Scientists are still working to understand how evapotranspiration in California responds to increased greenhouse-gas concentrations, because of the complex response of cloud cover and humidity to climate change.[6] Clouds keep the planet cooler than it would be otherwise by reflecting sunlight back to space. However, a study published in April 2016 suggests that clouds may not offer as much protection against sunlight as once thought.[12]

Hadley Cell Expansion

Model projections indicate that the Hadley Circulation will shift its downward branch poleward in both the Northern and Southern Hemispheres, causing drying as a result.[3]

Scientists have already observed a poleward shift of the southern Hadley Cell.[3]

Select a pillar to filter signals

Air Mass Temperature Increase
Arctic Amplification
Extreme Heat and Heat Waves
Glacier and Ice Sheet Melt
Global Warming
Greenhouse Gas Emissions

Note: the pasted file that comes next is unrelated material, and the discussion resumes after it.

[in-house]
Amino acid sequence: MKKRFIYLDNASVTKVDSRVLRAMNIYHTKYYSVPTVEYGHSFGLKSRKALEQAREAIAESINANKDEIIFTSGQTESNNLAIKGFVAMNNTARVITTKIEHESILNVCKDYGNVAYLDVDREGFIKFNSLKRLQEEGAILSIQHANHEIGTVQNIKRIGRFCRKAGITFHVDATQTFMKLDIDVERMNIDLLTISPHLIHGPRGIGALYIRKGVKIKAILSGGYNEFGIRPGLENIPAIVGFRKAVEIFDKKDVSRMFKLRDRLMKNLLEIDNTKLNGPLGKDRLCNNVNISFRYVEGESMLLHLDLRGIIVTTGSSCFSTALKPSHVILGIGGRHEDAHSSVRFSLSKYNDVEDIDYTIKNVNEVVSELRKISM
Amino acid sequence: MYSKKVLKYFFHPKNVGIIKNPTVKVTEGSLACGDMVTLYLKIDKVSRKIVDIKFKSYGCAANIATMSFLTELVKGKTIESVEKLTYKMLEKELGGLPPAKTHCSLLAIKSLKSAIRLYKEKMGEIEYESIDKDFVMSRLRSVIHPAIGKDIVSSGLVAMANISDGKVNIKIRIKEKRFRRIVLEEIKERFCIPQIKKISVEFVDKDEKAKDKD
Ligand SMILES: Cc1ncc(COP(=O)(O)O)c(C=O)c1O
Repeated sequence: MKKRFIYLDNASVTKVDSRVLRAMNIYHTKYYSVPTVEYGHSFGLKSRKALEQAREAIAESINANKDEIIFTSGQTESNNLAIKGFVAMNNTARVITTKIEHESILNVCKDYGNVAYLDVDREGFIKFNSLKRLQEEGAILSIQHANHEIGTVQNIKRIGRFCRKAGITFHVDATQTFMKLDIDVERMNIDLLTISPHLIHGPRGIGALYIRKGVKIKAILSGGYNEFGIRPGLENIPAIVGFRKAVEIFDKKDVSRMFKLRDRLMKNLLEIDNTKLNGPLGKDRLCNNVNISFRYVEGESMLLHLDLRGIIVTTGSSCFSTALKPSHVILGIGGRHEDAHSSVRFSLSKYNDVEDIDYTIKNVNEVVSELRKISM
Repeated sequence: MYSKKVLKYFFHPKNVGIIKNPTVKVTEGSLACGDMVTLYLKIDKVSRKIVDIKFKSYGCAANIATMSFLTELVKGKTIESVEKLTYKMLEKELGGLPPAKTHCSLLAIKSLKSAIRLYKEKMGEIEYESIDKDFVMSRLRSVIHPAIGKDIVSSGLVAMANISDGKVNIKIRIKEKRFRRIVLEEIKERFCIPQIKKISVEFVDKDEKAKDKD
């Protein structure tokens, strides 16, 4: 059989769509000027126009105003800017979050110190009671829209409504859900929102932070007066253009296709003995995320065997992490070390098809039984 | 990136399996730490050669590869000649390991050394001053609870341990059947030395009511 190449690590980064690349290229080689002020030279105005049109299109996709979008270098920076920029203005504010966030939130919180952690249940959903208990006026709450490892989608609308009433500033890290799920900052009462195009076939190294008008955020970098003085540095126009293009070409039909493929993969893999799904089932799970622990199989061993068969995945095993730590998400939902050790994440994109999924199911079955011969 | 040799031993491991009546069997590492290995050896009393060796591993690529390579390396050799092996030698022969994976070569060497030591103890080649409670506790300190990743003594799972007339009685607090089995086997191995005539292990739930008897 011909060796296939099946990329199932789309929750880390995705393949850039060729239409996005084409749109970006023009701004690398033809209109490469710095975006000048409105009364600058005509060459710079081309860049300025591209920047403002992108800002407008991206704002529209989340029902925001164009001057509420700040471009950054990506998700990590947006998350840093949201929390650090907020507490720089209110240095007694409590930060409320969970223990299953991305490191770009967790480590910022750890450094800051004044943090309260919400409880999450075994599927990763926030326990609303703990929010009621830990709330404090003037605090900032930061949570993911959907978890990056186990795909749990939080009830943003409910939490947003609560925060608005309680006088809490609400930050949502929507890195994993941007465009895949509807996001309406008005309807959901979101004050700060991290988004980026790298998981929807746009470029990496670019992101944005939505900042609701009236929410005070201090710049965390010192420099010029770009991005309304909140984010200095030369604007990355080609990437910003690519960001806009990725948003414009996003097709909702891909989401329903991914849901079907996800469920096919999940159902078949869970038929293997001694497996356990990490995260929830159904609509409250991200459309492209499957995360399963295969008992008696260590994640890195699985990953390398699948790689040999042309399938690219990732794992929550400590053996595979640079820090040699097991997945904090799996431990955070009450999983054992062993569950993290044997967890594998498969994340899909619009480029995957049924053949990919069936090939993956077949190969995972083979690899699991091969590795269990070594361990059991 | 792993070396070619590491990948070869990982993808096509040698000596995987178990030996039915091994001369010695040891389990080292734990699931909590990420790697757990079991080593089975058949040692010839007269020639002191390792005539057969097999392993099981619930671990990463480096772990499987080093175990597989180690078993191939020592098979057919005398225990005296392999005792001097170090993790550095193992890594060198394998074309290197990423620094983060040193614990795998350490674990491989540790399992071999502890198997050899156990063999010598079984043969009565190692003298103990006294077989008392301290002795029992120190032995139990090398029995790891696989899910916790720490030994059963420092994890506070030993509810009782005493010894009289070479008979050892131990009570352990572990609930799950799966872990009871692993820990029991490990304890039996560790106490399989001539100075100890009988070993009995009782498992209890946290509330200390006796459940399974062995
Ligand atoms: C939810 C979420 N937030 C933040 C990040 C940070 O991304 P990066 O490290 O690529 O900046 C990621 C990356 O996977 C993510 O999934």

Land Ice and Snow Cover Decline
Land Surface Temperature Increase
Permafrost Thaw
Precipitation Falls as Rain Instead of Snow
Sea Ice Decline
Sea Surface Temperature Increase
Season Creep/ Phenology Change
Snowpack Decline
Snowpack Melting Earlier and/or Faster
Atmospheric Moisture Increase
Extreme Precipitation Increase
Runoff and Flood Risk Increase
Total Precipitation Increase
Atmospheric Blocking Increase
Atmospheric River Change
Extreme El Niño Frequency Increase
Gulf Stream System Weakening
Hadley Cell Expansion
Large Scale Global Circulation Change/ Dynamical Changes
North Atlantic Surface Temperature Decrease
Ocean Acidification Increase
Southwestern US Precipitation Decrease
Surface Ozone Change
Surface Wind Speed Change
Drought Risk Increase
Land Surface Drying Increase
Intense Atlantic Hurricane Frequency Increase
Intense Cyclone, Hurricane, Typhoon Frequency Increase
Intense Northwest Pacific Typhoon Frequency Increase
Tropical Cyclone Steering Change
Wildfire Risk Increase
Coastal Flooding Increase
Sea Level Rise
Air Mass Temperature Increase
Storm Surge Increase
Thermal Expansion of the Ocean
Winter Storm Risk Increase
Coral Bleaching Increase
Habitat Shift or Decline
Parasite, Bacteria and Virus Population Increase
Pine Beetle Outbreaks
Heat-Related Illness Increase
Infectious Gastrointestinal Disease Risk Increase
Respiratory Disease Risk Increase
Vector-Borne Disease Risk Increase
Storm Intensity Increase
Tornado Risk Increase
Wind Damage Risk Increase
What are Climate Signals?